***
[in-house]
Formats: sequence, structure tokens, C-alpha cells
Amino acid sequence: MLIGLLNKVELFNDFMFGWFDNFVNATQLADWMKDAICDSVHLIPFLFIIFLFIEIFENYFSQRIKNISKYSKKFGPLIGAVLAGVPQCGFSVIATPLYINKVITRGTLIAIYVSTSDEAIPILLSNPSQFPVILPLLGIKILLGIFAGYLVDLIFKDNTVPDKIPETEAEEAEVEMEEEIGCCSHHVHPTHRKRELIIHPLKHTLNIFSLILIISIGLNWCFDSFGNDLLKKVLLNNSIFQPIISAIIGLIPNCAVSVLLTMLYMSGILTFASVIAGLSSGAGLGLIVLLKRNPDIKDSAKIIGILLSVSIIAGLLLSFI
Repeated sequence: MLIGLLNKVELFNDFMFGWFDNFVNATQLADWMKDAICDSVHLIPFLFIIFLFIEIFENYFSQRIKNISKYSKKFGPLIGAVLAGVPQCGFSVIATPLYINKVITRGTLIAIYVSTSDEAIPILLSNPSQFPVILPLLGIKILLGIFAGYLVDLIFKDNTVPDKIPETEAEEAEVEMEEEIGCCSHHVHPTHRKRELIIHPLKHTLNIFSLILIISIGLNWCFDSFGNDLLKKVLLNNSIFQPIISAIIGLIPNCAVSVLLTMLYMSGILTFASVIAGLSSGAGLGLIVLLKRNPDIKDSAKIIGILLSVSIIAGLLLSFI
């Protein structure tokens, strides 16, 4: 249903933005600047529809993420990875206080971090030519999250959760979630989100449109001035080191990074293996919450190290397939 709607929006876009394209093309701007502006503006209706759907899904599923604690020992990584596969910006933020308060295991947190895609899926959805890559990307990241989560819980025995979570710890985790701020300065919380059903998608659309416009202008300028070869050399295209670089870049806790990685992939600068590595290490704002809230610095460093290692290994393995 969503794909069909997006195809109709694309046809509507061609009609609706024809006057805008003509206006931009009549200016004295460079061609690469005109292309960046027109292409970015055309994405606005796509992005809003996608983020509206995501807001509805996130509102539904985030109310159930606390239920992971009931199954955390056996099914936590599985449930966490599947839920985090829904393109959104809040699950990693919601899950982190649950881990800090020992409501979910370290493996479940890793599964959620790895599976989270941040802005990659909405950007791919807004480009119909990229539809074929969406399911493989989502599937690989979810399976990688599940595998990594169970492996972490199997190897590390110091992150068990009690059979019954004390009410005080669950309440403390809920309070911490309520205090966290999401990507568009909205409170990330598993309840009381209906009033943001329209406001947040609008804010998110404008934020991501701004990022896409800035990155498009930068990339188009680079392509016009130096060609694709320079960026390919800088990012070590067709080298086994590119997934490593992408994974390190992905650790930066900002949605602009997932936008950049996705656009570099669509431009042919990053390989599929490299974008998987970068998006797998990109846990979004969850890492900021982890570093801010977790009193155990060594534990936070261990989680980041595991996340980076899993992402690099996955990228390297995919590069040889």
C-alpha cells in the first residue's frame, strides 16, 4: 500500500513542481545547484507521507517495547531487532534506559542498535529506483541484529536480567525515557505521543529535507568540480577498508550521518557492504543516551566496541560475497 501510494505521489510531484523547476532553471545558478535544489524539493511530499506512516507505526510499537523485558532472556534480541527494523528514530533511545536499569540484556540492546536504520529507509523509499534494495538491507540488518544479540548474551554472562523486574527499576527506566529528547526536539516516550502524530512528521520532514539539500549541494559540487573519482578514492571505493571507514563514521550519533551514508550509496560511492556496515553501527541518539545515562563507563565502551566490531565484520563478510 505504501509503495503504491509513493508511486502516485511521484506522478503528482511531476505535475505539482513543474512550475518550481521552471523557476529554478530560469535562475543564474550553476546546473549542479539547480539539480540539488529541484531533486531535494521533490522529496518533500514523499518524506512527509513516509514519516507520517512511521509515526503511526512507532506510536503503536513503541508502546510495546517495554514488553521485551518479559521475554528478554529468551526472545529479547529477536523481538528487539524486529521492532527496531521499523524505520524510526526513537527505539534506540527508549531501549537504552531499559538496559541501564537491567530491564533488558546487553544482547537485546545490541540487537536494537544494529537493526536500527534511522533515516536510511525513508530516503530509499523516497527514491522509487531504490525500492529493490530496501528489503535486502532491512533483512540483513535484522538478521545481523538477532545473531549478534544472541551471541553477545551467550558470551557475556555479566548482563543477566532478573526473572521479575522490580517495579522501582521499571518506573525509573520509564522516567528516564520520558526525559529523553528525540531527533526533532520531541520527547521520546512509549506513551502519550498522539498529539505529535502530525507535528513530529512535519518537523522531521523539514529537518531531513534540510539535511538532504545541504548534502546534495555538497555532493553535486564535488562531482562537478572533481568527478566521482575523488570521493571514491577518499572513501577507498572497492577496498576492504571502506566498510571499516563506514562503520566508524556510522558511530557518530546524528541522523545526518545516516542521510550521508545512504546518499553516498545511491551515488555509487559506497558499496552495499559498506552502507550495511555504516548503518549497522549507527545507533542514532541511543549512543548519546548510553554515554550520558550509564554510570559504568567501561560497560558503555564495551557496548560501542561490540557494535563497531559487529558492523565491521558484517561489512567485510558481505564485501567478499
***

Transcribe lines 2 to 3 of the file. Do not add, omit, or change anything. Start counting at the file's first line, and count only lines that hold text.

Formats: sequence, structure tokens, C-alpha cells
Amino acid sequence: MLIGLLNKVELFNDFMFGWFDNFVNATQLADWMKDAICDSVHLIPFLFIIFLFIEIFENYFSQRIKNISKYSKKFGPLIGAVLAGVPQCGFSVIATPLYINKVITRGTLIAIYVSTSDEAIPILLSNPSQFPVILPLLGIKILLGIFAGYLVDLIFKDNTVPDKIPETEAEEAEVEMEEEIGCCSHHVHPTHRKRELIIHPLKHTLNIFSLILIISIGLNWCFDSFGNDLLKKVLLNNSIFQPIISAIIGLIPNCAVSVLLTMLYMSGILTFASVIAGLSSGAGLGLIVLLKRNPDIKDSAKIIGILLSVSIIAGLLLSFI